Dr Noor Aishah who is also founder of CPC International Sdn Bhd at Bandar Baru Bangi, Selangor, said progress made by each individual including OKU children, differs.

As such, she said, services provided by these special rehabilitation centres should be based on current needs, are more focused and in line with OKU developments from academic as well as upskilling aspects.

“While OKU children are categorised as slow learners, autistic, etc, they should not remain neglected and are not given proper education as well as the required skills, lest they will end up with no knowledge, not even basic learning.

“The rehabilitation centre I’m referring to should focus on actual needs of OKU children who can’t go to regular schools and even the PPKI. This centre will be more focused on individual progress, individual as well as group (based on suitability) learning system, as well as an assessment system to identify a student’s academic achievement academically as well as in upskilling aspects.

“To enrol in this centre, an early assessment will be made to ensure the syllabus prepared is specially tailored for OKU children,” said Dr Noor Aishah, who hopes to set up such a centre in the future.

Different work procedure

Dr Noor Aishah said it would be unfortunate if OKU children especially the high functioning group are not placed at the right place based on their needs, noting that the work procedure and services offered at rehabilitation centres for this group may need further improvements.

“The work procedure at such centres abroad is on a one-to-one basis, with a special syllabus prepared for each child. But at the same time, we must also understand that in Malaysia, it is rather difficult for us to provide such a service due to the lack of expertise in the field to help OKU children individually.

“Perhaps, we can add value in terms of having an academic and skills assessment on these children over a certain period, such as after five months of attending the class.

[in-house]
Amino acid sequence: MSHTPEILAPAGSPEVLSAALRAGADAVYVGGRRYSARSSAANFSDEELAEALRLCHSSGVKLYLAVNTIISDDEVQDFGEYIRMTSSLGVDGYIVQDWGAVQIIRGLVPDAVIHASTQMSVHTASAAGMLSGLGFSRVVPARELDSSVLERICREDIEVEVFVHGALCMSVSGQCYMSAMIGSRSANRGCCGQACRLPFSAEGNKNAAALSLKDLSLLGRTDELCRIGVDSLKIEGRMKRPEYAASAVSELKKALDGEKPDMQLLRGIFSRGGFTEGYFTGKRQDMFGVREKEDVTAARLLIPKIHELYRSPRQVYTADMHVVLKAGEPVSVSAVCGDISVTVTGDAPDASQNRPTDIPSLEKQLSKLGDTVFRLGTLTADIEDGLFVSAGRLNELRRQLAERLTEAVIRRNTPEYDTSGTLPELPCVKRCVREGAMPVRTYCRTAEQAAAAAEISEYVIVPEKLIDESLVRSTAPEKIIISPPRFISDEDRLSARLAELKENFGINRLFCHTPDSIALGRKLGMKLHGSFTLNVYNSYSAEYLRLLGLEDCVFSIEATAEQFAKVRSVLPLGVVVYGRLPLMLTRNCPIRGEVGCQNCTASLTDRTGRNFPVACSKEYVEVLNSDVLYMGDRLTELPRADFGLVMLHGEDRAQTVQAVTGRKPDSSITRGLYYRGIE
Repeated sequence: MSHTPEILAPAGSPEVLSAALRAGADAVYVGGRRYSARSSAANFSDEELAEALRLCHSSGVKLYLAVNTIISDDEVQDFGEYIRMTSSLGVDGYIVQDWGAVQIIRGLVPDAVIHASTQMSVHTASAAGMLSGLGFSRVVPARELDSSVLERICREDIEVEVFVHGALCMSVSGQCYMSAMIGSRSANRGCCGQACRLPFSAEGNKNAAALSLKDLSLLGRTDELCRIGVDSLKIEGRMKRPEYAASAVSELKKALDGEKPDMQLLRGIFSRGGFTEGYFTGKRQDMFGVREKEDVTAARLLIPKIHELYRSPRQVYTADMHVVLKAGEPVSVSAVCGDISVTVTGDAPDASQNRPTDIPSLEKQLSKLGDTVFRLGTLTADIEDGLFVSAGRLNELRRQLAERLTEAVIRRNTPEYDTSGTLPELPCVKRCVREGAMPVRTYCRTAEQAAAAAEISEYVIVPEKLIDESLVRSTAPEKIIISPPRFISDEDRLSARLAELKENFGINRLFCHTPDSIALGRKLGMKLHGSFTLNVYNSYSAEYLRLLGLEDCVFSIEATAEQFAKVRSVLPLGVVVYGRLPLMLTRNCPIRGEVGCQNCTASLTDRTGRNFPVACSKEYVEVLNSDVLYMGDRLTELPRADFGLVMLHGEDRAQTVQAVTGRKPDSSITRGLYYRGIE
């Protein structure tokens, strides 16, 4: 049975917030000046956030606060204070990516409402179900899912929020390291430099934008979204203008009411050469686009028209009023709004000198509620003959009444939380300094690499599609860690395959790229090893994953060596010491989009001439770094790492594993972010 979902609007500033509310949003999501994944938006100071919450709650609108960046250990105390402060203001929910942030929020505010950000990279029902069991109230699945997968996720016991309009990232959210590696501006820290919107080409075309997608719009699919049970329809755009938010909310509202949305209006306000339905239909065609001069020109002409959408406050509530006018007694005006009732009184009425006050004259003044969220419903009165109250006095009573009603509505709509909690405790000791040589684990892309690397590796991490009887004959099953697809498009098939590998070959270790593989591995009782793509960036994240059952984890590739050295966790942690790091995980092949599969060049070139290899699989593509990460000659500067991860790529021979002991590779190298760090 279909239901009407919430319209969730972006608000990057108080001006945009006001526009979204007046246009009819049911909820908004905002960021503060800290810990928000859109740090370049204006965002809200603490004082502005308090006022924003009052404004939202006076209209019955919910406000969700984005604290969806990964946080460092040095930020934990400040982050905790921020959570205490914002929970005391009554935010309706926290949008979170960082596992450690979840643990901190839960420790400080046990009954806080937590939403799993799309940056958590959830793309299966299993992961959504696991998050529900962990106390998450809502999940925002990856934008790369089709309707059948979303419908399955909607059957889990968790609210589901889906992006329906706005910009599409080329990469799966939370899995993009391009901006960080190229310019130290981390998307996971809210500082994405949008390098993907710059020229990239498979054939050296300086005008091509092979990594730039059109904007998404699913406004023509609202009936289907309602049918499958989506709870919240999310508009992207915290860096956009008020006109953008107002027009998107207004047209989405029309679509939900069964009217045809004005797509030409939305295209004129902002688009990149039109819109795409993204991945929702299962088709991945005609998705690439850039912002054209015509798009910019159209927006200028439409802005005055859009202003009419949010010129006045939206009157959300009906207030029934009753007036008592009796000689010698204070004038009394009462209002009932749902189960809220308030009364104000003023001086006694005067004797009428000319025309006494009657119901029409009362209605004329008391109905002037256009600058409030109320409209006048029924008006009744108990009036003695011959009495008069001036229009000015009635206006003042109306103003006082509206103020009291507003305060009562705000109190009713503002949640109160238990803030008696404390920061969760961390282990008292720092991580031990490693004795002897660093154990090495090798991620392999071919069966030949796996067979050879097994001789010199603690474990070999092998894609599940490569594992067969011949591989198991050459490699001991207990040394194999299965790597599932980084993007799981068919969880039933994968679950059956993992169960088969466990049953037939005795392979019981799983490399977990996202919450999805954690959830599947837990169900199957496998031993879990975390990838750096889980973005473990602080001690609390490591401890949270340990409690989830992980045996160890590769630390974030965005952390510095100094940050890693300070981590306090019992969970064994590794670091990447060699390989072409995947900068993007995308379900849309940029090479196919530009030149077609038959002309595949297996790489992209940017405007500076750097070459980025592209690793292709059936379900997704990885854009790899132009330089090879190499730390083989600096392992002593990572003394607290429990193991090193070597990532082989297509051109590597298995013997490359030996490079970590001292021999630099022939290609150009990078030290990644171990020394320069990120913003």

“I would also like to stress on the skill aspects for OKU children. This skill is crucial as it helps the child to excel academically and boost his or her IQ,” she said, expressing hope that the government, researchers or any educators would take the initiative by setting up the special centre.

Trained teacher, best choice

Meanwhile, a lecturer at the Education Faculty of Universiti Kebangsaan Malaysia, Associate Professor Dr Hasnah Toran, said experienced teachers should be engaged as trainers at the special rehabilitation centre instead of volunteers, who are paid allowances, as practised at most centres.

This, she said, is to ensure that special needs children who have not been able to gain entry into regular schools or the PPKI, are given access to education.

Dr Hasnah who is also Chairperson of Raudhah Autisme said, the selection of eligible students to the centre should also be emphasised so that every level of the community is given similar opportunities, especially the B40 group.

“Otherwise, nothing will change…we can open as many centres or special schools, but if preferential or discriminatory practices toward certain groups persist, the issue of OKU being left out, will always be prevalent,” she added.

A PPKI preschool teacher of Sekolah Kebangsaan Dato’ Penghulu Luak Jempol, Negeri Sembilan, Nurhayati Zainudin, said with more OKU centres or schools being opened by non-governmental organisations (NGOs) or individuals, parents will have more options to seek the best education for their children.

She hopes that these centres or schools would not merely focus on major towns, noting that fees imposed should also be reasonable and would not be a burden to parents.

“Efforts to teach OKU children should be ongoing with participation from all parties including the government and private sector to ensure OKU children’s full potential can be unleashed,” adding that many special needs children are highly intelligent and have extraordinary talents. – Bernama